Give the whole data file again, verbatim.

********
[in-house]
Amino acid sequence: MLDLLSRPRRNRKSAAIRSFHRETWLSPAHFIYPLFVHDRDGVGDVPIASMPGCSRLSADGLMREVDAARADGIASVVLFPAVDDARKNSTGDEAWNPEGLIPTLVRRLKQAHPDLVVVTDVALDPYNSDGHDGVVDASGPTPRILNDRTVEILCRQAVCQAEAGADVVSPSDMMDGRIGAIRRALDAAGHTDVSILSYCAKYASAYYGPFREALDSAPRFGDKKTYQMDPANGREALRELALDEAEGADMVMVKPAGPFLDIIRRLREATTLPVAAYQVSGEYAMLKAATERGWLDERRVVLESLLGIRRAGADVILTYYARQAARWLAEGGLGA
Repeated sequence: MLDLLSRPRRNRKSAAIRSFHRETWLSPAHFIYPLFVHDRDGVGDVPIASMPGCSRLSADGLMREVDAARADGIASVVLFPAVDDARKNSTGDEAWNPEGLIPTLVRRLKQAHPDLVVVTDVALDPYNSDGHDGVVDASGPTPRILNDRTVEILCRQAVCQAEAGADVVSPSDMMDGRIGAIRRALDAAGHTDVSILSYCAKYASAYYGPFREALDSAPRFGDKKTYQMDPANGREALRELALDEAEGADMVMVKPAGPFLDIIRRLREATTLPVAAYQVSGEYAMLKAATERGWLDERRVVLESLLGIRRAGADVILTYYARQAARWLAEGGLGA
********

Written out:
[in-house]
Amino acid sequence: MLDLLSRPRRNRKSAAIRSFHRETWLSPAHFIYPLFVHDRDGVGDVPIASMPGCSRLSADGLMREVDAARADGIASVVLFPAVDDARKNSTGDEAWNPEGLIPTLVRRLKQAHPDLVVVTDVALDPYNSDGHDGVVDASGPTPRILNDRTVEILCRQAVCQAEAGADVVSPSDMMDGRIGAIRRALDAAGHTDVSILSYCAKYASAYYGPFREALDSAPRFGDKKTYQMDPANGREALRELALDEAEGADMVMVKPAGPFLDIIRRLREATTLPVAAYQVSGEYAMLKAATERGWLDERRVVLESLLGIRRAGADVILTYYARQAARWLAEGGLGA
Repeated sequence: MLDLLSRPRRNRKSAAIRSFHRETWLSPAHFIYPLFVHDRDGVGDVPIASMPGCSRLSADGLMREVDAARADGIASVVLFPAVDDARKNSTGDEAWNPEGLIPTLVRRLKQAHPDLVVVTDVALDPYNSDGHDGVVDASGPTPRILNDRTVEILCRQAVCQAEAGADVVSPSDMMDGRIGAIRRALDAAGHTDVSILSYCAKYASAYYGPFREALDSAPRFGDKKTYQMDPANGREALRELALDEAEGADMVMVKPAGPFLDIIRRLREATTLPVAAYQVSGEYAMLKAATERGWLDERRVVLESLLGIRRAGADVILTYYARQAARWLAEGGLGA